Organisations in Australia are currently campaigning to make it easier for doctors to prescribe MDMA and psilocybin (found in magic mushrooms). Clinicians and researchers have long been exploring the benefits of these substances for helping those with mental illnesses such as depression, anxiety and post-traumatic stress disorder. Despite their therapeutic properties, MDMA and psilocybin are banned in Australia, preventing much-needed treatment for people struggling with these illnesses.
In August, Australia’s Therapeutic Goods Administration (TGA) opened submissions for the rescheduling of psilocybin and MDMA to provide better access to these psychoactive substances for clinical therapies. One organisation campaigning for the rescheduling is Mind Medicine, who lodged the nations first proposal to the TGA. With submissions recently reaching the cut off date – could psychoactive therapy soon be on the cards?
How would the rescheduling impact Australian healthcare?
The proposal seeks to allow psychiatrists and specialist addiction physicians to more easily access these medicines to provide treatment for patients suffering from depression, PTSD and other forms of depression and anxiety associated with a terminal illness diagnosis. If these treatments are successful, Mind Medicine hopes to see MDMA and psilocybin made available to assist with substance abuse, OCD, anorexia and early-stage dementia.
If the proposal goes ahead, it could mean that Aussies with certain mental illnesses can access treatment with medical-grade MDMA and be prescribed psilocybin. These drug-assisted psychotherapies involve limited doses over two or three sessions of eight to 10 hours – with the treatment rivalling the effectiveness of conventional therapies that take a number of years.
What’s the rest of the world doing?
The idea of MDMA-assisted therapy is not new. The U.S. Multidisciplinary Association for Psychedelic Studies (MAPS) has made MDMA-assisted therapy one of its highest priorities in recent years with the view to assisting patients with PTSD. If everything goes to plan, the Food and Drug Administration will approve MDMA-assisted psychotherapy treatment in America by 2023.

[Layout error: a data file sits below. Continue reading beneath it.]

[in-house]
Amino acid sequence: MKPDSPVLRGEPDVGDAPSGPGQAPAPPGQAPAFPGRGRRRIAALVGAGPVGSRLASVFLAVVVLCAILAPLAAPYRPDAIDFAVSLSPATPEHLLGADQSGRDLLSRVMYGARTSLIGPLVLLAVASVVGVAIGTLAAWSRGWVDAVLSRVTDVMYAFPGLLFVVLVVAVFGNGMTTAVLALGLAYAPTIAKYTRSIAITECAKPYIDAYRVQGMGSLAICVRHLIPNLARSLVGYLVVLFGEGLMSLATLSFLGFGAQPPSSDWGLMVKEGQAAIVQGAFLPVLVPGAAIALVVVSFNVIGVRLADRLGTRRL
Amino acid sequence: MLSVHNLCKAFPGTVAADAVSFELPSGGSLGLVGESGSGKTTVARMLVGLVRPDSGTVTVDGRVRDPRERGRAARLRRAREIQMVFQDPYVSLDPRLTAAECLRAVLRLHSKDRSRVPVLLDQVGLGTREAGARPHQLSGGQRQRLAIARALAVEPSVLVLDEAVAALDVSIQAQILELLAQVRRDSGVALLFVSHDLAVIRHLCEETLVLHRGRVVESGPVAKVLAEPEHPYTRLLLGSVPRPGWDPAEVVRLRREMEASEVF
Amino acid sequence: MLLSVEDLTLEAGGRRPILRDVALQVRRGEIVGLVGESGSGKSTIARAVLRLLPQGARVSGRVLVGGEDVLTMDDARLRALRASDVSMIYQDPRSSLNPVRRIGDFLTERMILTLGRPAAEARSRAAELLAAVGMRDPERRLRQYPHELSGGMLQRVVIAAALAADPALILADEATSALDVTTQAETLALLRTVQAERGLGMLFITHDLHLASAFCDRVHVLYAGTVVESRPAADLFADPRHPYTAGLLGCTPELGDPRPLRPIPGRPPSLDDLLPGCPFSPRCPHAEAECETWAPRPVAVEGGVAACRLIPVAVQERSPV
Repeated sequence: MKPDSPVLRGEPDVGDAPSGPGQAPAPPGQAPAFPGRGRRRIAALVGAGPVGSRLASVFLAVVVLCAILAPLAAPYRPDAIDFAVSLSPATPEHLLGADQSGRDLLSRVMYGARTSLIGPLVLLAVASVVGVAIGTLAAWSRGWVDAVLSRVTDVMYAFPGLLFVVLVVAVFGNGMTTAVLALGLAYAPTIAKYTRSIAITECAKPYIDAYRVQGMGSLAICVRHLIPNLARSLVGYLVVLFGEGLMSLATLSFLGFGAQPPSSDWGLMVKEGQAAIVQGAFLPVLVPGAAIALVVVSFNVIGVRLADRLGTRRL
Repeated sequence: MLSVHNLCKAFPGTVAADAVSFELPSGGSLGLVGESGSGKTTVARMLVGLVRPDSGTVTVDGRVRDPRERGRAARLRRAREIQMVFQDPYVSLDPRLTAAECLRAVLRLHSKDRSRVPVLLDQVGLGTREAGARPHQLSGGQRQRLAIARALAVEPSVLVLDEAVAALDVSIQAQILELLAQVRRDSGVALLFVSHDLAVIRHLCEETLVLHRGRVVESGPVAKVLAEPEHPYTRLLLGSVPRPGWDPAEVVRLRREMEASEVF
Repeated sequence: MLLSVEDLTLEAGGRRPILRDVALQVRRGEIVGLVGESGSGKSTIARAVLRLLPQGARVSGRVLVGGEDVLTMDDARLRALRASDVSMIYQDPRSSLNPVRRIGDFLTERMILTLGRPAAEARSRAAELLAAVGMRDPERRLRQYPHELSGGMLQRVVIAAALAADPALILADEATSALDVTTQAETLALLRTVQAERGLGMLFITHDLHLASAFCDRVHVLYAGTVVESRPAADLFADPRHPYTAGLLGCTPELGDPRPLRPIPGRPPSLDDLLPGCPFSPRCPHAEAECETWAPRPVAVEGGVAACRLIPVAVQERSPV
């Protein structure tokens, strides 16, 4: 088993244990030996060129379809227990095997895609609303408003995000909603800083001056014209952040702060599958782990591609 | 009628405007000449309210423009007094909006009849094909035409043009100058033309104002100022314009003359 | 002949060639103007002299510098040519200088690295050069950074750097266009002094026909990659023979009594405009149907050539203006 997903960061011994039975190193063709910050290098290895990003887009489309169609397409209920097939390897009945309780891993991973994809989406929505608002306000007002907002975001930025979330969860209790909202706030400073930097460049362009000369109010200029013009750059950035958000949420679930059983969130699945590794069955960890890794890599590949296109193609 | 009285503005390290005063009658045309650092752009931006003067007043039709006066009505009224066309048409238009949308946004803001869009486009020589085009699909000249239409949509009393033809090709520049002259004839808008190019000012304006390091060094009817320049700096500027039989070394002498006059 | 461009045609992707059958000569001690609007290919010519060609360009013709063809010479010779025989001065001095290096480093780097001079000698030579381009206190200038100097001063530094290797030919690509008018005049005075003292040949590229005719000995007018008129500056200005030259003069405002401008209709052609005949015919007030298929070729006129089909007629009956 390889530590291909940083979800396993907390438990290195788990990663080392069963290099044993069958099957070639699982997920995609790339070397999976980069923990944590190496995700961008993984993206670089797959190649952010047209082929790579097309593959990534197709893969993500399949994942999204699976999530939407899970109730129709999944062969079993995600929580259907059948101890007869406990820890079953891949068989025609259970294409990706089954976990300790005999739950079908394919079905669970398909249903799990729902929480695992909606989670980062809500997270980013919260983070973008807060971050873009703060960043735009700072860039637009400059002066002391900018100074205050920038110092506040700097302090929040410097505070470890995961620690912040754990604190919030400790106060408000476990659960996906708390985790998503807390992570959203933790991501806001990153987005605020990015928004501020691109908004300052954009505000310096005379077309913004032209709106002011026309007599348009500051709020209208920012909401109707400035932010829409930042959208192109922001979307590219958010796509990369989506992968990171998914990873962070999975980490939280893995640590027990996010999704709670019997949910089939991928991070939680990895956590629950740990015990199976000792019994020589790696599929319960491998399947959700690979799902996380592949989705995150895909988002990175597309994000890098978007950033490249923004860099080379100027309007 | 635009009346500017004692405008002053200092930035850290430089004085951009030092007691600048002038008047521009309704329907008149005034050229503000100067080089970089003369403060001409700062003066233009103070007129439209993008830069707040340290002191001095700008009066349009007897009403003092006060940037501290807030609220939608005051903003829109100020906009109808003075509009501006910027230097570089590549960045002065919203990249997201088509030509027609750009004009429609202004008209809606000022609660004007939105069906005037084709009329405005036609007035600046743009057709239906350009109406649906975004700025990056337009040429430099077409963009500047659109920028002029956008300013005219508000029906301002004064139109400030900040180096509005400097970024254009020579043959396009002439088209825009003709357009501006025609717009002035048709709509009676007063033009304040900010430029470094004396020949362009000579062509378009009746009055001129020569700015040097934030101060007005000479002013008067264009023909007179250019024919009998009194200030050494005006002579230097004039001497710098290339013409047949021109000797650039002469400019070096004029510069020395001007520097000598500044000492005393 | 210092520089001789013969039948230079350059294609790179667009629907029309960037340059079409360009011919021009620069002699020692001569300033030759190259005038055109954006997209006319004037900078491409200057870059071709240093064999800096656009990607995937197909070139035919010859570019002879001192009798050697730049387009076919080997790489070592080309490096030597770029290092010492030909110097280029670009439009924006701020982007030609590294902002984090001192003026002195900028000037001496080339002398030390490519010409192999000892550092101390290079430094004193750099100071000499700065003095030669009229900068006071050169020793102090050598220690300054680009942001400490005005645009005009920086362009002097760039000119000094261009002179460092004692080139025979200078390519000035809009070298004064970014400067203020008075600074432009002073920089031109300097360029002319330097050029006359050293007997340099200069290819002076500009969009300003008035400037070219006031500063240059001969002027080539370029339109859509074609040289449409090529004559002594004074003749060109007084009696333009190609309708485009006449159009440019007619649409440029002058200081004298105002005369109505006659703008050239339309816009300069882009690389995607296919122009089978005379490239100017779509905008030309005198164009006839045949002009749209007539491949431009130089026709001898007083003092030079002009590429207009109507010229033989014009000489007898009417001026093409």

MAPS is currently studying whether MDMA-assisted therapy can help heal patients who have experienced sexual assault, war, violent crime, and other psychological and emotional traumas. The organisation also supported studies for how this kind of treatment can assist autistic adults with social anxiety, as well as those who experience anxiety related to life-threatening illnesses.
With the TGA recently closing submissions for the rescheduling of MDMA and psilocybin, we look forward to an interim decision being published on 3 February 2021. The TGA will be inviting comments at this point from those who made a submission in the first round. We will also be keeping a keen eye on findings from the St Vincent’s Hospital trial for psilocybin-assisted therapy. So stay tuned!
- Mind Medicine Australia. 2020. TGA RESCHEDULING SUBMISSIONS. [online] Available at: <https://mindmedicineaustralia.org/tga/> [Accessed September 2020].
- ABC. 2020. Treating Mental Illness With Mushies And MDMA: The Regulator Wants To Know What You Think. [online] Available at: <https://www.abc.net.au/triplej/programs/hack/proposal-to-treat-mental-illness-with-magic-mushrooms-and-mdma/12622680> [Accessed September 2020].
- Multidisciplinary Association for Psychedelic Studies. 2020. MDMA-Assisted Psychotherapy. [online] Available at: <https://maps.org/research/mdma> [Accessed September 2020].